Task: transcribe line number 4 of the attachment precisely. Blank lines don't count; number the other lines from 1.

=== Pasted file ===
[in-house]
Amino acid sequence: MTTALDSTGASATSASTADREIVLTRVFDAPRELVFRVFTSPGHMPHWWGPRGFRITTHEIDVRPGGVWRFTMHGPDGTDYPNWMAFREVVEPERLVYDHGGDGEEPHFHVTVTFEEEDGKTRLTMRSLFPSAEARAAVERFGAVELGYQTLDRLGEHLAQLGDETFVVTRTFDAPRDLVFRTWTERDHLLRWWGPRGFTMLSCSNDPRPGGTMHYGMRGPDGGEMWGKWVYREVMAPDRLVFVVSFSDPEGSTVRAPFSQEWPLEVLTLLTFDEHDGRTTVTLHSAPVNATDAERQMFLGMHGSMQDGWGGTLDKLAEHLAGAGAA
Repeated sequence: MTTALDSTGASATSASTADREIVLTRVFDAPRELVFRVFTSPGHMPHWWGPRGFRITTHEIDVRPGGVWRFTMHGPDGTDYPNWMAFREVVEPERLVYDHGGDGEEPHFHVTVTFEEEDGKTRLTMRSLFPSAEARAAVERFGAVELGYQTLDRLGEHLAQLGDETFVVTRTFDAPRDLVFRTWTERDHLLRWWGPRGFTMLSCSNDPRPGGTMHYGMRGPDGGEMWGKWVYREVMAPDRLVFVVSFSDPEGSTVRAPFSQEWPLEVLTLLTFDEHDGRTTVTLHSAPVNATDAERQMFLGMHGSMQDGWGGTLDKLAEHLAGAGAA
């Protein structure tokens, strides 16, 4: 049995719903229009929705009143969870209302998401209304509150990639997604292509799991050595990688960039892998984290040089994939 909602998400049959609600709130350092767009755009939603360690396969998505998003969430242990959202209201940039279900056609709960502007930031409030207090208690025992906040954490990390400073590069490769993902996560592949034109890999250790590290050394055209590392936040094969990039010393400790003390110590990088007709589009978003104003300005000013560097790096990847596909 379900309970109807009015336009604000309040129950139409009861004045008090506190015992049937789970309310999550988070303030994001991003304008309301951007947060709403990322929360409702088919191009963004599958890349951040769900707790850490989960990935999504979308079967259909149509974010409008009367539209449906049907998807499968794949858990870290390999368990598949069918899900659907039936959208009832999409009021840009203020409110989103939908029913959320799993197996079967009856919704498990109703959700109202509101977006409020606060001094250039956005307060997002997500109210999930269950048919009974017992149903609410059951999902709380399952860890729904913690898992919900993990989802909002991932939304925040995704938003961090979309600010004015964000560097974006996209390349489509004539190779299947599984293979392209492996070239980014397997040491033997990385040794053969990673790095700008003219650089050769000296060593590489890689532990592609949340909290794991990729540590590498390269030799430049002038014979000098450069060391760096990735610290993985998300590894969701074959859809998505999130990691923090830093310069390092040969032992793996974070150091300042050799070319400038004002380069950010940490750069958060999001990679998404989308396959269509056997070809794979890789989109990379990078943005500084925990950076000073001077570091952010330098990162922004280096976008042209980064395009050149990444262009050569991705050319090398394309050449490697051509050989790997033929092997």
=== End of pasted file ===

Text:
């Protein structure tokens, strides 16, 4: 049995719903229009929705009143969870209302998401209304509150990639997604292509799991050595990688960039892998984290040089994939 909602998400049959609600709130350092767009755009939603360690396969998505998003969430242990959202209201940039279900056609709960502007930031409030207090208690025992906040954490990390400073590069490769993902996560592949034109890999250790590290050394055209590392936040094969990039010393400790003390110590990088007709589009978003104003300005000013560097790096990847596909 379900309970109807009015336009604000309040129950139409009861004045008090506190015992049937789970309310999550988070303030994001991003304008309301951007947060709403990322929360409702088919191009963004599958890349951040769900707790850490989960990935999504979308079967259909149509974010409008009367539209449906049907998807499968794949858990870290390999368990598949069918899900659907039936959208009832999409009021840009203020409110989103939908029913959320799993197996079967009856919704498990109703959700109202509101977006409020606060001094250039956005307060997002997500109210999930269950048919009974017992149903609410059951999902709380399952860890729904913690898992919900993990989802909002991932939304925040995704938003961090979309600010004015964000560097974006996209390349489509004539190779299947599984293979392209492996070239980014397997040491033997990385040794053969990673790095700008003219650089050769000296060593590489890689532990592609949340909290794991990729540590590498390269030799430049002038014979000098450069060391760096990735610290993985998300590894969701074959859809998505999130990691923090830093310069390092040969032992793996974070150091300042050799070319400038004002380069950010940490750069958060999001990679998404989308396959269509056997070809794979890789989109990379990078943005500084925990950076000073001077570091952010330098990162922004280096976008042209980064395009050149990444262009050569991705050319090398394309050449490697051509050989790997033929092997």